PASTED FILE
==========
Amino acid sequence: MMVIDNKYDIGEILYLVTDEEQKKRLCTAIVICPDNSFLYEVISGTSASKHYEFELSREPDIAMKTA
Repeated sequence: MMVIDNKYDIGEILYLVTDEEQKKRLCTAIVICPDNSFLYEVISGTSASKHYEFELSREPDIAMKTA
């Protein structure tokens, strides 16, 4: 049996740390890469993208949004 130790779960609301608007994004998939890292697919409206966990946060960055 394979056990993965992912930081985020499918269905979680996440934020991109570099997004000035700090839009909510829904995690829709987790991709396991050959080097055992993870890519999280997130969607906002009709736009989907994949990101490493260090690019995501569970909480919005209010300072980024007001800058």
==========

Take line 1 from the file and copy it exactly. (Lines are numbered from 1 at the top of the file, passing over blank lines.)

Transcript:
Amino acid sequence: MMVIDNKYDIGEILYLVTDEEQKKRLCTAIVICPDNSFLYEVISGTSASKHYEFELSREPDIAMKTA